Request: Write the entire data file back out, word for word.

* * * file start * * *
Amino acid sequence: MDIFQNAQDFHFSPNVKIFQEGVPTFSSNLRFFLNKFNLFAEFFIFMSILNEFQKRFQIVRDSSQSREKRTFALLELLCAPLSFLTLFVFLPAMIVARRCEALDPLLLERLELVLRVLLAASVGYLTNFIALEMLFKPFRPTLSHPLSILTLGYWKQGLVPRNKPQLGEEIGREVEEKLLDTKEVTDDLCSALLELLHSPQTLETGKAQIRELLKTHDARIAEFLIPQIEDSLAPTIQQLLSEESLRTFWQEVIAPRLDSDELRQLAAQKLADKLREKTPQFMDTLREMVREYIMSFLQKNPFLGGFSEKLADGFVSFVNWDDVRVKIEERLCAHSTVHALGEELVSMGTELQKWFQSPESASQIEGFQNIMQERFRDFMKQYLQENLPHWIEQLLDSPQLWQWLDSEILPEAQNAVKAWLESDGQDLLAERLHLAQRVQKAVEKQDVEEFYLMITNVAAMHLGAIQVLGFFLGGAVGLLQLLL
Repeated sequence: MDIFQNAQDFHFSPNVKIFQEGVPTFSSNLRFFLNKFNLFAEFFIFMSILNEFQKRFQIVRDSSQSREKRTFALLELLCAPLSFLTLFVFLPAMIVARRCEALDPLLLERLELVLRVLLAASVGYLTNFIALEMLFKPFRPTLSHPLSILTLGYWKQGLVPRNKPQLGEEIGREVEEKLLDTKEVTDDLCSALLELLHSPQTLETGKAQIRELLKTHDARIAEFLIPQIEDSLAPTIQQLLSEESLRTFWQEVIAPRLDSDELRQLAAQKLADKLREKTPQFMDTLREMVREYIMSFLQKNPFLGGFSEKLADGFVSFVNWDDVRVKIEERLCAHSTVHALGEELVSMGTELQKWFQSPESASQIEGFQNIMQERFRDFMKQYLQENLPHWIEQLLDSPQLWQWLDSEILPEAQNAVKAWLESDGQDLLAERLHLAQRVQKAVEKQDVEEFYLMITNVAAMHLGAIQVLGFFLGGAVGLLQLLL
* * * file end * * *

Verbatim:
Amino acid sequence: MDIFQNAQDFHFSPNVKIFQEGVPTFSSNLRFFLNKFNLFAEFFIFMSILNEFQKRFQIVRDSSQSREKRTFALLELLCAPLSFLTLFVFLPAMIVARRCEALDPLLLERLELVLRVLLAASVGYLTNFIALEMLFKPFRPTLSHPLSILTLGYWKQGLVPRNKPQLGEEIGREVEEKLLDTKEVTDDLCSALLELLHSPQTLETGKAQIRELLKTHDARIAEFLIPQIEDSLAPTIQQLLSEESLRTFWQEVIAPRLDSDELRQLAAQKLADKLREKTPQFMDTLREMVREYIMSFLQKNPFLGGFSEKLADGFVSFVNWDDVRVKIEERLCAHSTVHALGEELVSMGTELQKWFQSPESASQIEGFQNIMQERFRDFMKQYLQENLPHWIEQLLDSPQLWQWLDSEILPEAQNAVKAWLESDGQDLLAERLHLAQRVQKAVEKQDVEEFYLMITNVAAMHLGAIQVLGFFLGGAVGLLQLLL
Repeated sequence: MDIFQNAQDFHFSPNVKIFQEGVPTFSSNLRFFLNKFNLFAEFFIFMSILNEFQKRFQIVRDSSQSREKRTFALLELLCAPLSFLTLFVFLPAMIVARRCEALDPLLLERLELVLRVLLAASVGYLTNFIALEMLFKPFRPTLSHPLSILTLGYWKQGLVPRNKPQLGEEIGREVEEKLLDTKEVTDDLCSALLELLHSPQTLETGKAQIRELLKTHDARIAEFLIPQIEDSLAPTIQQLLSEESLRTFWQEVIAPRLDSDELRQLAAQKLADKLREKTPQFMDTLREMVREYIMSFLQKNPFLGGFSEKLADGFVSFVNWDDVRVKIEERLCAHSTVHALGEELVSMGTELQKWFQSPESASQIEGFQNIMQERFRDFMKQYLQENLPHWIEQLLDSPQLWQWLDSEILPEAQNAVKAWLESDGQDLLAERLHLAQRVQKAVEKQDVEEFYLMITNVAAMHLGAIQVLGFFLGGAVGLLQLLL